ciency of comparative chromosome painting data
between eutherians and marsupials is a severe limitation
on attempts to delineate the mammalian ancestral
genome. The analyses of other afrotherians, xenarthrans
and marsupials may clarify these unresolved questions.

Conclusion
The chromosome painting data presented here leave little
doubt that Tethytheria is a clade within Afrotheria and
implies support for the Paenungulata assemblage. Recent
retroposon data also confirmed Paenungulata, but could


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not resolve the phylogenetic relationships among ele-
phants, sirenians and hyraxes [27]. It is generally appreci-
ated that characters with high evolutionary rates provide
good phylogenetic resolution. Afrotherian karyotypes
demonstrate high rates of chromosome evolution and
numerous derived inter-chromosomal rearrangements
link elephants and manatees. It is therefore likely that
additional chromosome painting in rock hyraxes could
shed light on the divergence sequence and resolve the Pae-
nungulata trichotomy.

Methods
Chromosome preparations of a male Florida manatee
(Trichechus manatus latirostris, TMA) were obtained from
peripheral blood mononuclear cells (PBMCs) and pri-
mary fibroblast cartilage cell culture. Cells were cultured
in RPMI 1640 (Hyclone) supplemented with 20% fetal
bovine serum (FBS), L-glutamine (0.01%) and gen-
tamicin (25 jig/ml). PBMCs were incubated in-vivo using
phytohemagglutinin (PHA, 0.25 mg/mL) as a mitotic
stimulant for 72 to 96 hr at 36C in 5% carbon dioxide,
95% air and 100% relative humidity. Routine procedures
were used for chromosome preparations. We followed the
chromosome nomenclature as previously published [12]
pairing and grouping chromosomes by banding patterns,
relative lengths and morphology.

Human chromosome paints were obtained as previously
described by chromosome flow sorting followed by
degenerate oligonucleotide primed PCR amplification
[38,39]. Paints were labeled with either biotin-dUTP, dig-
oxigen-dUTP (both from Roche Applied Science) or Spec-
trum Orange-dUTP (Vysis).

Interspecific in-situ hybridizations of Florida manatee
chromosomes with human probes were performed with
300 to 500 ng of each biotin-labeled probe, 10 jig of
human Cot-1 DNA and 5 jig of ssDNA. The mixture was
precipitated and dissolved in 13-15 jil of hybridization
mixture (formamide 50%, dextran sulfate 10%, 2 x SSC).
Direct labeling with Spectrum Orange followed a Nick
Translation protocol (Vysis) using 1 [ig of each amplified


human DNA probe, 0.2 mM Spectrum Orange and 25 jig
each of human and manatee Cot-1 DNA (Applied Genet-
ics Laboratories, Inc.). The mixture was precipitated and
dissolved in 10 il distilled water. Approximately 300 ng
of probe from this mixture were dissolved in 10.5 1il
Hybrizol VII (Q-BIOgene) and 0.75 jig each of human
and manatee Cot-1 DNA.

The labeled probe mixture was denatured at 800C for 10
min and reannealed at 370 C for 90 min before hybridiza-
tion. Slides were aged at 370C for 30 min followed by
dehydration in a room temperature 70, 80, 90, and 100%
ethanol series. The DNA was denatured in 70% forma-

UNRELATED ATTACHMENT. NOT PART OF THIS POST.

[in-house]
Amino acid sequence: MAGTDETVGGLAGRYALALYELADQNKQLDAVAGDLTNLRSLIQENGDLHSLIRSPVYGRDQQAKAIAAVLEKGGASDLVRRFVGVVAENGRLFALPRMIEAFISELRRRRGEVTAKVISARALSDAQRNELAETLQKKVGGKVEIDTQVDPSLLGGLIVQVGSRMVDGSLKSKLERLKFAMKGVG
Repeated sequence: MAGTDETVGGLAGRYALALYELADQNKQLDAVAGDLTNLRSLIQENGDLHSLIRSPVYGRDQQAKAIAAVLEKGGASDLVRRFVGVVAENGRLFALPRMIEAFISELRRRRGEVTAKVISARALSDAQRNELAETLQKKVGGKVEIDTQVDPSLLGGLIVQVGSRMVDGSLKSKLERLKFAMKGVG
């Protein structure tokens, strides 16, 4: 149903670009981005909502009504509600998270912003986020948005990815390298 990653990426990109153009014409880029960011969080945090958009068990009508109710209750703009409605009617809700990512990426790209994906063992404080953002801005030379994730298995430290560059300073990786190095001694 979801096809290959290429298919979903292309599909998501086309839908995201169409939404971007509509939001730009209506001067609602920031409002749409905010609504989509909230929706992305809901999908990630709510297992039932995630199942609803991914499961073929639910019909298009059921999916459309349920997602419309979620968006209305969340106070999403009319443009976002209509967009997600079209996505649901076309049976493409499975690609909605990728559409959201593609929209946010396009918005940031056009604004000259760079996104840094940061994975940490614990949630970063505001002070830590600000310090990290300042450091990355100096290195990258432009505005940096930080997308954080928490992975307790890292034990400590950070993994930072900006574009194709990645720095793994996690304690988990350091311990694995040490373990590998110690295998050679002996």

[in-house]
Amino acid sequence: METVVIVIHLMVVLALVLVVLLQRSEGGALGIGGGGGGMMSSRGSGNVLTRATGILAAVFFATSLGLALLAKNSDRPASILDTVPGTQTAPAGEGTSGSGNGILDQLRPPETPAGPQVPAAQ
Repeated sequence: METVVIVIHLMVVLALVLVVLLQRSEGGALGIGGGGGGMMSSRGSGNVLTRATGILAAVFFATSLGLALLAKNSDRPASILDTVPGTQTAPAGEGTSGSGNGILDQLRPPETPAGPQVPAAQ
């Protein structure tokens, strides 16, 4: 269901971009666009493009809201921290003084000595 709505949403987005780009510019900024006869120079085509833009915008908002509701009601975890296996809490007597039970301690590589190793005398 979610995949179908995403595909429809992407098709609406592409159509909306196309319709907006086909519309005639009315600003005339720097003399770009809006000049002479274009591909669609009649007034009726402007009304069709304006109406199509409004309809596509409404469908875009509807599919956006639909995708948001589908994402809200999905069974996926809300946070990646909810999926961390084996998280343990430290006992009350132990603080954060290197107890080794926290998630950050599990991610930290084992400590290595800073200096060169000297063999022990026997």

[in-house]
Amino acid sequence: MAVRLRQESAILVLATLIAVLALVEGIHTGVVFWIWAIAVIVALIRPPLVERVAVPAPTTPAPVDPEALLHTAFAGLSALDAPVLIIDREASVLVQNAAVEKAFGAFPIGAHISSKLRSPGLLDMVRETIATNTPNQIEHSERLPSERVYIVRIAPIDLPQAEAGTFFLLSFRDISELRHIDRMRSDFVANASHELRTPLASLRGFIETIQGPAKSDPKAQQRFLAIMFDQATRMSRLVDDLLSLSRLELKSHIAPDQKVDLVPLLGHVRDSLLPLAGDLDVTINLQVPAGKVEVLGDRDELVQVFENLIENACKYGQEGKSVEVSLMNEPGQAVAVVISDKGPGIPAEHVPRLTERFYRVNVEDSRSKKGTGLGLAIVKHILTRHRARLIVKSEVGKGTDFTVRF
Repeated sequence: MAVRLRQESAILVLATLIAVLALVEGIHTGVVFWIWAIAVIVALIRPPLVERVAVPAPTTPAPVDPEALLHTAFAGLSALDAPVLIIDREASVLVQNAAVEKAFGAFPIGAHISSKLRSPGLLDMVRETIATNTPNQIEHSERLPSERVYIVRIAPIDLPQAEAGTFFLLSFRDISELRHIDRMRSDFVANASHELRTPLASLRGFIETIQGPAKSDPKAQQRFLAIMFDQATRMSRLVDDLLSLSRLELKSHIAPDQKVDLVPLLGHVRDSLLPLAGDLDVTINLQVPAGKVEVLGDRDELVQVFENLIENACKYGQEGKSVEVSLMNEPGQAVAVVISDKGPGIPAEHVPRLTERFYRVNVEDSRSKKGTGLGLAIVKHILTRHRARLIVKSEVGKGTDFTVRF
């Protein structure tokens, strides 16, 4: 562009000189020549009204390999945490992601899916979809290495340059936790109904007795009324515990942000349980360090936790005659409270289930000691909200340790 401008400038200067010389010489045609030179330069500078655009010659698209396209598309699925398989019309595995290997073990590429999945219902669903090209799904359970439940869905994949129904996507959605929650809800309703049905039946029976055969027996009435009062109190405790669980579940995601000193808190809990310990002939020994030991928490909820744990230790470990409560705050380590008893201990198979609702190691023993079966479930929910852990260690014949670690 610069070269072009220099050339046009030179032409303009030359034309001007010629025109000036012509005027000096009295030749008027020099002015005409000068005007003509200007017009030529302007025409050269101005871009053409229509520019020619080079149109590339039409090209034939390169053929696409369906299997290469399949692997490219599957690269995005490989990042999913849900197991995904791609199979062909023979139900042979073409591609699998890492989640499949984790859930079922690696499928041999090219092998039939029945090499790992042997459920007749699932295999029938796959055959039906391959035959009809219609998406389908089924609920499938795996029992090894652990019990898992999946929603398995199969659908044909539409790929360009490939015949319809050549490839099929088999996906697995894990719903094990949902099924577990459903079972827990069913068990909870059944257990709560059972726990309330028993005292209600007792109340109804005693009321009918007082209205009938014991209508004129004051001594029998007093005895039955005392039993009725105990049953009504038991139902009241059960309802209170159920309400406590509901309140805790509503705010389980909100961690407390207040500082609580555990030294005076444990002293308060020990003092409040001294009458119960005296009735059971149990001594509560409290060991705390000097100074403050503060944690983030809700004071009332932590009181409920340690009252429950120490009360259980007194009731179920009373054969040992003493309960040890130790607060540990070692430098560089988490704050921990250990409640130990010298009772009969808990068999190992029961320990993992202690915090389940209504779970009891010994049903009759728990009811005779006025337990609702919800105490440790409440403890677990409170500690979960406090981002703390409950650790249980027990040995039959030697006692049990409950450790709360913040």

mide/2 x SSC, at 65C for 90-120 s, and quenched in an
ice-cold ethanol series. Hybridization was carried out in a
humidity chamber at 37 C for five days. Post-hybridiza-
tion washes followed standard procedures at 40 C. Biotin
detection was performed with avidin-conjugated FITC
(Vector) for 45 min at 37C. Counterstaining was per-
formed with DAPI (0.8 ng/jl) for 10 min and the slides
were mounted with antifade (100 mg p-phenylenedi-
amine in 80 ml glycerine, 20 ml PBS, pH 8).

Analyses were performed under a Zeiss Axiophot 2 or Axi-
oskop fluorescence microscope coupled with a CCD cam-
era (Photometrics), and images were captured with the
Smart Capture software (Digital Scientific Inc.).

Authors' contributions
RS and RZ conceived and designed the experiments. MK,
SB, TD and RS performed the experiments. BG, MK, RZ,
GS and PM prepared and contributed reagents/cell cul-
tures/analysis tools. RS, MK and SB analysed the data. RS,
MK and PM wrote the paper. All author read and
approved the final manuscript.

Acknowledgements
RS was supported by a grant "Mobility of Italian and foreign researchers
residing abroad" from MIUR (Ministero Italiano della Universita' e della
Ricerca). The U.S. Geological Survey and the University of Florida College
of Veterinary Medicine provided support to MK. Samples of manatee tissue
were collected under the U.S. Fish and Wildlife Service federal research


Table 2:


1/19 2/3 2/8 3/13 3/20 3/21 4/8 5/21


X X
x x
x x
X X
X X


X X
X X X
X X

X
X


7/16 8/22 10/12 10/17 12/22 14/15 16/19 18/19 total


?
x
X
X
X X
X X
x x
x x


x x
X X
x x
X X
X
X


6-7
21
14
20
X 17
X 15


Chromosomal associations found in two or more Afrotheria taxa. AEK = ancestral eutherian karyotype [14, 16, 40]. Associations were counted
only once to derive the total.



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AEK
elephant shrew
golden mole
Aardvark
Elephant
Manatee


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permit MA791721 issued to the USGS, Sirenia Project. Many thanks for the
expertise and support of the UF Cytogenetics Laboratory staff.


References